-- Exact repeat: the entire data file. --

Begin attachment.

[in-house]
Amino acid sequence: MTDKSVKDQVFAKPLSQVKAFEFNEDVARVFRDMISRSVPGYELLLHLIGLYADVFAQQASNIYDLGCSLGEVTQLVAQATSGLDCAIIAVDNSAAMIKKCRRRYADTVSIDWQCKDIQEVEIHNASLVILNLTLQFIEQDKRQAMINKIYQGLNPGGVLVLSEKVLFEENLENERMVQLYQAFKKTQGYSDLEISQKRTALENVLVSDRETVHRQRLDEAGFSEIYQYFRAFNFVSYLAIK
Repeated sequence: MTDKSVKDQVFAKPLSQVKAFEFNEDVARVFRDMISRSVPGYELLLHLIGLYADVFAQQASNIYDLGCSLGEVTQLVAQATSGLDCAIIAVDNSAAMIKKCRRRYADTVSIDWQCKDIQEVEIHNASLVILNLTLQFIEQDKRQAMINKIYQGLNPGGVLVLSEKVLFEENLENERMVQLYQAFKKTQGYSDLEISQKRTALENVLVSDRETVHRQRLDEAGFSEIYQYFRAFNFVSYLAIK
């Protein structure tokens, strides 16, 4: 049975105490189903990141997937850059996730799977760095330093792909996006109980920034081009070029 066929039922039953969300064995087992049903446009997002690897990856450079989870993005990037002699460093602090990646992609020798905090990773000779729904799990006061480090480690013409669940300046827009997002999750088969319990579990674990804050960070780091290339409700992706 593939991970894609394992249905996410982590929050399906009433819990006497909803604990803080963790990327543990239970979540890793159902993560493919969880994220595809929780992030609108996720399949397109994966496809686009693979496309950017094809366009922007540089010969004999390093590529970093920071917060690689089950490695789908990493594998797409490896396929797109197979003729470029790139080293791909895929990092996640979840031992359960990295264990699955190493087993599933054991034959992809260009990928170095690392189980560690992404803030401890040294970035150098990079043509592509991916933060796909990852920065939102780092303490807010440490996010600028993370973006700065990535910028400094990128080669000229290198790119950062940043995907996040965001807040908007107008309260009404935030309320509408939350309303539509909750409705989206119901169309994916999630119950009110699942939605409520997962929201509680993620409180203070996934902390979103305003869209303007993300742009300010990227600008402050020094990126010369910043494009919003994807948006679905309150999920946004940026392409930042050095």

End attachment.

[in-house]
Amino acid sequence: MTDKSVKDQVFAKPLSQVKAFEFNEDVARVFRDMISRSVPGYELLLHLIGLYADVFAQQASNIYDLGCSLGEVTQLVAQATSGLDCAIIAVDNSAAMIKKCRRRYADTVSIDWQCKDIQEVEIHNASLVILNLTLQFIEQDKRQAMINKIYQGLNPGGVLVLSEKVLFEENLENERMVQLYQAFKKTQGYSDLEISQKRTALENVLVSDRETVHRQRLDEAGFSEIYQYFRAFNFVSYLAIK
Repeated sequence: MTDKSVKDQVFAKPLSQVKAFEFNEDVARVFRDMISRSVPGYELLLHLIGLYADVFAQQASNIYDLGCSLGEVTQLVAQATSGLDCAIIAVDNSAAMIKKCRRRYADTVSIDWQCKDIQEVEIHNASLVILNLTLQFIEQDKRQAMINKIYQGLNPGGVLVLSEKVLFEENLENERMVQLYQAFKKTQGYSDLEISQKRTALENVLVSDRETVHRQRLDEAGFSEIYQYFRAFNFVSYLAIK
């Protein structure tokens, strides 16, 4: 049975105490189903990141997937850059996730799977760095330093792909996006109980920034081009070029 066929039922039953969300064995087992049903446009997002690897990856450079989870993005990037002699460093602090990646992609020798905090990773000779729904799990006061480090480690013409669940300046827009997002999750088969319990579990674990804050960070780091290339409700992706 593939991970894609394992249905996410982590929050399906009433819990006497909803604990803080963790990327543990239970979540890793159902993560493919969880994220595809929780992030609108996720399949397109994966496809686009693979496309950017094809366009922007540089010969004999390093590529970093920071917060690689089950490695789908990493594998797409490896396929797109197979003729470029790139080293791909895929990092996640979840031992359960990295264990699955190493087993599933054991034959992809260009990928170095690392189980560690992404803030401890040294970035150098990079043509592509991916933060796909990852920065939102780092303490807010440490996010600028993370973006700065990535910028400094990128080669000229290198790119950062940043995907996040965001807040908007107008309260009404935030309320509408939350309303539509909750409705989206119901169309994916999630119950009110699942939605409520997962929201509680993620409180203070996934902390979103305003869209303007993300742009300010990227600008402050020094990126010369910043494009919003994807948006679905309150999920946004940026392409930042050095």